Today’s blog post will focus on a component of weak writing I am ALWAYS, ALWAYS editing out of my drafts as much as I can. For some reason, I love to write about what “seems” to be rather than what is.
There are reasons for this tendency to rely upon verbs like “seem” and “appear,” “guess” and “suppose.” A large part of the problem, in my case, has to do with point of view.
I write in third person, with a narrator who follows one character at any given time, with occasional, deliberate head-hopping that I carefully structure. So, when I have to describe the reactions or emotions of a character who isn’t that POV character, that “focus of narration,” I don’t want to appear to be head-hopping unintentionally.
The easiest fix is to say the character “seemed distraught” or “looked as though his hope had shattered.” Otherwise, I might look to be jumping into that character’s head.
The thing is, I wouldn’t be head-hopping, not necessarily. It depends largely on the circumstance, but generally, I recognize that I have to trust my readers more. I have to trust my readers to understand that my narrator is in Character A’s head, and that when I describe Character B, what the reader is getting is Character A’s assessment of Character B: correct or incorrect, biased or unbiased.
As long as I, as the author, take the time to establish clearly which character my narrator is associated with, I can directly state that a different character is distracted, or annoyed, or angry. As those are emotions with clear visual cues, I can even describe the visual cues and let my readers infer the obvious, corresponding emotion from them. That’s best of all.
You see, readers are good at that. They aren’t stupid. When you give them the clues to follow, they’ll go where you want them to go and understand what you mean to tell them.
But what if you don’t lay down the clues well? What if your clues and your setup are too vague?
This is why you have beta readers and editors. Your beta readers will tell you when something feels wrong. When your story doesn’t make sense and one and one aren’t adding up to two, because you didn’t clearly describe one of those “ones.”
WHY “SEEM” AND ITS SYNONYMS CAN BE SLOPPY
In many ways, for me, my POV-related excuse for using “seem” and its synonyms so much in early drafts is just that: an excuse. The real truth runs much deeper:
“Seem” is imprecise. It gives you wiggle-room. It’s weak, and indirect, and doubtful. It allows me to avoid calling a spade a spade. And calling a spade is spade is never something I’m comfortable doing, especially in real life.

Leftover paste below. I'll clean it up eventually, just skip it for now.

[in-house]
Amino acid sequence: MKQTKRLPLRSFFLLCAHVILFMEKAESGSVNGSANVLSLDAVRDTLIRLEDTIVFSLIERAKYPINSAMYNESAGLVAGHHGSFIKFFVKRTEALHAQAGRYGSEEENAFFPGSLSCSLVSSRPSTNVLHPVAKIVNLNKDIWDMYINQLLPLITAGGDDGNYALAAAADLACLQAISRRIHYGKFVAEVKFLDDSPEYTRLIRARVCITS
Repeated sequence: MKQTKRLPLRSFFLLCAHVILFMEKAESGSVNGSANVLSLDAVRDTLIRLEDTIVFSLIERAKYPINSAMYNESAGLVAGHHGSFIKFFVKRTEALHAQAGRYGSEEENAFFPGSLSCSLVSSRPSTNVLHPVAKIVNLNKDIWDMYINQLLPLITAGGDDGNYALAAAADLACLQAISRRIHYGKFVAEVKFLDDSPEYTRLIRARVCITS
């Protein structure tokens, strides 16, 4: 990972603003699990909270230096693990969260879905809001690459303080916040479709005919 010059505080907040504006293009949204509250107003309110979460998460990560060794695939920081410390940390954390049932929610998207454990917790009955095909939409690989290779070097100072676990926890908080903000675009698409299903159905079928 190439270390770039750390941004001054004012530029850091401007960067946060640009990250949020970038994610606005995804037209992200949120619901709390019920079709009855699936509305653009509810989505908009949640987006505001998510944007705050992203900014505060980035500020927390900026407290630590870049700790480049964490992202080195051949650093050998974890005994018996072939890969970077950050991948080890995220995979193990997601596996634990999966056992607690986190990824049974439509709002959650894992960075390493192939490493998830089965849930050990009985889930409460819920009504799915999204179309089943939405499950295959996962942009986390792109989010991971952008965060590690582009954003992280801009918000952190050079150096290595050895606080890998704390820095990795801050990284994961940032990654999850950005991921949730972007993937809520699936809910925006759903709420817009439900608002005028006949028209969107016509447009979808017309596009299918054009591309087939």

That aspect of my personality, that preference for indirectness, spills over into my writing. That wouldn’t be such a problem, if it didn’t weaken my writing so much. Compare the following examples. Which is stronger? More powerful?
- She seemed about to cry, and he didn’t know what to do.
- She was about to cry, and he didn’t know what to do.
- The corners of her eyes were holding tears, and he didn’t know what to do.
- Tom appeared angry, and Kara could understand why.
- Tom was angry, and Kara could understand why.
- Tom’s teeth were bared. He’d clenched his fist. Well, Kara could understand his anger.
- His cat looked ready to run out the door as soon as he opened it.
- His cat was ready to run out the door as soon as he opened it.
- His cat sat on its haunches, poised to run out the door as soon as he opened it.
While using “to be” makes for a stronger sentence than using “seem” or its synonyms, because at least “to be” states what IS, overusing “to be” is an issue for a different post. Clearly, in all these examples, choice three is the best option. It’s most direct and most descriptive. It also avoids any semblance of “seeming.”
DIALOGUE VERSUS NARRATION
I want to be clear here: using “seem” verbs in dialogue is different from using “seem” verbs in narration. People speak using “seem” verbs. They employ them to avoid being too confrontational. They use them when they aren’t quite convinced of what they’re saying. They use them when they have personalities like mine.
Using such verbs in dialogue is natural and real. If they aren’t raw, at least they allow your characters to maintain a defensive shell that, ostensibly, they would want to maintain. “Seem” verbs in dialogue make sense.
- “Did you see him in class? He looked so angry!”
- “She seemed upset by something. Do you know what’s wrong?”
It’s really in narration–and in things like blogs– that you want to be forceful.
So, CLAIM YOUR WRITING. State what you mean, and mean what you say. Be direct. Bring a strong presence. Don’t settle for seeming, appearing, or looking like you know what you’re doing. KNOW what you’re doing, instead, and prove it. Leave your readers in no doubt.
After all, if YOU aren’t convinced enough of your points to state them directly, why should your readers be convinced?